It’s hard to know whether or not to recommend this film because for every thing it does right there’s at least one and occasionally two things it gets ever so wrong. Why? Imagine “Stalag 17” crossed with an episode of “Law and Order” and seasoned with dashes of “The Tuskegee Airmen” and you’ll get an idea of how confused and dramatically overwrought “Hart’s War” is.
The story: rear-echelon headquarters jockey Lieutenant Tommy Hart (Colin Farrell) is taking a jeep ride through the Ardennes forest on the eve of the Battle of the Bulge when he’s taken prisoner by some German soldiers who’ve infiltrated the American lines. After a suspiciously-brief interrogation session, he’s sent to a POW camp. The ranking American officer there is Colonel William McNamara, a fourth-generation West Point type who’s so flinty you could strike matches off his stare. McNamara believes Hart gave up vital information to the Germans and so banishes him to the enlisted men’s barracks. There, Hart gets tossed into the midst of a racial skirmish when he’s joined in the barracks by two black Air Force pilots (Terrence Dashon Howard and Vicellous Reon Shannon); a fact not appreciated by the rednecks in the barracks. Leading the race-baiting is Bedford (another neo-Nazi role for Cole Hauser), a fixer who’s able to get just about anything for anyone in the camp. The racial conflict builds fast and soon one of the pilots is summarily executed by the camp guards in what looks to be a frame-up. When the other pilots seemingly takes revenge, he’s tried for murder in a court-martial, which is tolerated by the camp’s bored commandant (Marcel Iures), who’s looking for a little diversion. McNamara orders Hart, who went to a couple years of law school before the war, to act as the pilot’s defense lawyer.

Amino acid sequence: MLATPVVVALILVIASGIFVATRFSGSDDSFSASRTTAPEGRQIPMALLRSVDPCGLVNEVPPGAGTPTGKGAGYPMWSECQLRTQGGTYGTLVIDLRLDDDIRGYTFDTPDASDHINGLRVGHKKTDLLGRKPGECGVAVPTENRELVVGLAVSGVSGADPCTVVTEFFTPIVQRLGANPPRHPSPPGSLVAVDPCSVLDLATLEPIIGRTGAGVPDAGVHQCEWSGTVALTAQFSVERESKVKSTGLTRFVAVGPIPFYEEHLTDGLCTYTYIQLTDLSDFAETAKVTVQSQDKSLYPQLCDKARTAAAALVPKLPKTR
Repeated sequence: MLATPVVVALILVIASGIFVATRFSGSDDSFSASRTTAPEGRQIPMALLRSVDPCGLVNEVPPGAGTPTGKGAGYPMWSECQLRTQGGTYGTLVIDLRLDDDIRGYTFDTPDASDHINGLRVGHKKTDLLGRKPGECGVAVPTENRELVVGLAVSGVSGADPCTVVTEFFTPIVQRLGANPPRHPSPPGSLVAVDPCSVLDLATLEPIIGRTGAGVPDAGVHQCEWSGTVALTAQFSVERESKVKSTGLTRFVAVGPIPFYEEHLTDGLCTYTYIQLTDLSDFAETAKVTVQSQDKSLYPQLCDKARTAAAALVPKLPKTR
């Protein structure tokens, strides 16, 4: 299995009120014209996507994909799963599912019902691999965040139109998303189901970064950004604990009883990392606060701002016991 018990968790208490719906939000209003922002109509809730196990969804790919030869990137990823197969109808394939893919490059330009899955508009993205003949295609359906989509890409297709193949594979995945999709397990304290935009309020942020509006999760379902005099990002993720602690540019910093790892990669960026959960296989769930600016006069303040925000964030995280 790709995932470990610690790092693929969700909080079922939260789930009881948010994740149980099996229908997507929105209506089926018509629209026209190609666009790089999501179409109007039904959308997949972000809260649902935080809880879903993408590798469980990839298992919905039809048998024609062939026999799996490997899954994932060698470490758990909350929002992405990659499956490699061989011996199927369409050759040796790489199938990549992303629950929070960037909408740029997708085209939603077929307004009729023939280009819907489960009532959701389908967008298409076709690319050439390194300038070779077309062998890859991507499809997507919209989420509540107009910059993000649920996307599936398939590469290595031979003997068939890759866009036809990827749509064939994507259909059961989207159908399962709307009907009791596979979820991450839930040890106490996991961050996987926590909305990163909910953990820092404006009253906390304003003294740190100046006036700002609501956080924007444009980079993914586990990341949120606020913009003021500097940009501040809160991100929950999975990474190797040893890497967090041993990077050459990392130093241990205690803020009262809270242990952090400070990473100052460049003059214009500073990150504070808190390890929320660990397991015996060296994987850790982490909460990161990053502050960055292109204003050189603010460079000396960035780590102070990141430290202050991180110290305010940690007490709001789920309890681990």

Follow all that? On paper, the film’s premise seems more than a little ridiculous and contrived. It’s a testament to its uniformly amazing performances and solid direction that “Hart’s War” goes down much easier than it should. With films like “Primal Fear” and “Fallen” already on his resume, director Gregory Hoblit is showing himself to be a reliable Hollywood craftsman. He keeps Willis more in the background than you’d expect, wisely letting Tigerland‘s Farrell carry the story’s weight and giving supporting players like Hauser and Howard plenty to do without hijacking Hart’s story. Action scenes-especially one early in the film where American fighter planes accidentally strafe a trainload of American prisoners-are simply superb.
Where “Hart’s War” gets in trouble is with its too-many-cooks plot. It’s hard enough to swallow the idea of a Nazi commander allowing an American court-martial to go on like this, but then to saddle that trial with the usual courtroom shocks and reversals we’ve all seen before just deflates the whole enterprise. It’s a daring and fascinating idea to drop two black fighter pilots, officers no less, into this camp, but that premise is almost fatally derailed by hammy, Norman Jewison-esque preaching. Compared with crappy, jingoistic spectacles like Pearl Harbor, “Hart’s War” is a properly sober war film that only starts to unravel towards the end. Good efforts from everyone concerned; they just should have considered adapting a different novel.